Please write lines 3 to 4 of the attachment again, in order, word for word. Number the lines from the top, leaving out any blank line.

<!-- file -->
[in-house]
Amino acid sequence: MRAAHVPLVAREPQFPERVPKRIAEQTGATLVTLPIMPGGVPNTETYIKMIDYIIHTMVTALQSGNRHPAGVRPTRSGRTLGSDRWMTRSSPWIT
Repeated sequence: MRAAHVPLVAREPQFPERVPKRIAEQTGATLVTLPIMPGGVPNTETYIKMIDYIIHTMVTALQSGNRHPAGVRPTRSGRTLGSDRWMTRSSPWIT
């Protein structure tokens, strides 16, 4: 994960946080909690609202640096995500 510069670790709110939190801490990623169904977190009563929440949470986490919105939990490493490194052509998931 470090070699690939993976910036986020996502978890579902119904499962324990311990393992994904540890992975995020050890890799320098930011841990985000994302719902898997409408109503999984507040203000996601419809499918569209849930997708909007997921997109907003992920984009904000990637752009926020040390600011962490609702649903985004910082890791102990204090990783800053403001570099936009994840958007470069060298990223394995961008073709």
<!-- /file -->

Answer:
Repeated sequence: MRAAHVPLVAREPQFPERVPKRIAEQTGATLVTLPIMPGGVPNTETYIKMIDYIIHTMVTALQSGNRHPAGVRPTRSGRTLGSDRWMTRSSPWIT
């Protein structure tokens, strides 16, 4: 994960946080909690609202640096995500 510069670790709110939190801490990623169904977190009563929440949470986490919105939990490493490194052509998931 470090070699690939993976910036986020996502978890579902119904499962324990311990393992994904540890992975995020050890890799320098930011841990985000994302719902898997409408109503999984507040203000996601419809499918569209849930997708909007997921997109907003992920984009904000990637752009926020040390600011962490609702649903985004910082890791102990204090990783800053403001570099936009994840958007470069060298990223394995961008073709």